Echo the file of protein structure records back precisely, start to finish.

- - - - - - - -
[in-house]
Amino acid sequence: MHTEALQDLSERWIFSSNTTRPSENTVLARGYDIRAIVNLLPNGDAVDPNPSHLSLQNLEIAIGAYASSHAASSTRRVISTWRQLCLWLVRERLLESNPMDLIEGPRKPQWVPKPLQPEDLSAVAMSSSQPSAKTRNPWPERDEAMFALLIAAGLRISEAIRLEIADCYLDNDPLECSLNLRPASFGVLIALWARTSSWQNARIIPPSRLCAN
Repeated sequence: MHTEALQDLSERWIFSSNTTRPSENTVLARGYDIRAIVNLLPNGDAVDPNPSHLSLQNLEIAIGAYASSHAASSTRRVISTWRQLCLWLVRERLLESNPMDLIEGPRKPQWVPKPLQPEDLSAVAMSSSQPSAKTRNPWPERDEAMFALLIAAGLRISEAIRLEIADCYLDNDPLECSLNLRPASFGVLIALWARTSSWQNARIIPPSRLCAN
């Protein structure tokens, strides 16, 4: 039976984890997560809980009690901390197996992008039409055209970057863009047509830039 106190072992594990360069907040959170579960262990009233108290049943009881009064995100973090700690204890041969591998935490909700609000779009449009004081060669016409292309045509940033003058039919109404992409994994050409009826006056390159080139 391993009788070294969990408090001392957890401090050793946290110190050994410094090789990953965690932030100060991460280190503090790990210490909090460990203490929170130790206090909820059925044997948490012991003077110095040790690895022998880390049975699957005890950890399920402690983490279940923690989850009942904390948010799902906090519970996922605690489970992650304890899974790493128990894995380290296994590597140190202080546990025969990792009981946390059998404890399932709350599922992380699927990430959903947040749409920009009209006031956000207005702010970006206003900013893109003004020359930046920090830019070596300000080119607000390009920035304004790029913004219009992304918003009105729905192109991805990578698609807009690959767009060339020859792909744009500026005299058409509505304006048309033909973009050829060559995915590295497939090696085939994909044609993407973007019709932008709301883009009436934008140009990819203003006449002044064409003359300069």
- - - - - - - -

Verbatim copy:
[in-house]
Amino acid sequence: MHTEALQDLSERWIFSSNTTRPSENTVLARGYDIRAIVNLLPNGDAVDPNPSHLSLQNLEIAIGAYASSHAASSTRRVISTWRQLCLWLVRERLLESNPMDLIEGPRKPQWVPKPLQPEDLSAVAMSSSQPSAKTRNPWPERDEAMFALLIAAGLRISEAIRLEIADCYLDNDPLECSLNLRPASFGVLIALWARTSSWQNARIIPPSRLCAN
Repeated sequence: MHTEALQDLSERWIFSSNTTRPSENTVLARGYDIRAIVNLLPNGDAVDPNPSHLSLQNLEIAIGAYASSHAASSTRRVISTWRQLCLWLVRERLLESNPMDLIEGPRKPQWVPKPLQPEDLSAVAMSSSQPSAKTRNPWPERDEAMFALLIAAGLRISEAIRLEIADCYLDNDPLECSLNLRPASFGVLIALWARTSSWQNARIIPPSRLCAN
């Protein structure tokens, strides 16, 4: 039976984890997560809980009690901390197996992008039409055209970057863009047509830039 106190072992594990360069907040959170579960262990009233108290049943009881009064995100973090700690204890041969591998935490909700609000779009449009004081060669016409292309045509940033003058039919109404992409994994050409009826006056390159080139 391993009788070294969990408090001392957890401090050793946290110190050994410094090789990953965690932030100060991460280190503090790990210490909090460990203490929170130790206090909820059925044997948490012991003077110095040790690895022998880390049975699957005890950890399920402690983490279940923690989850009942904390948010799902906090519970996922605690489970992650304890899974790493128990894995380290296994590597140190202080546990025969990792009981946390059998404890399932709350599922992380699927990430959903947040749409920009009209006031956000207005702010970006206003900013893109003004020359930046920090830019070596300000080119607000390009920035304004790029913004219009992304918003009105729905192109991805990578698609807009690959767009060339020859792909744009500026005299058409509505304006048309033909973009050829060559995915590295497939090696085939994909044609993407973007019709932008709301883009009436934008140009990819203003006449002044064409003359300069």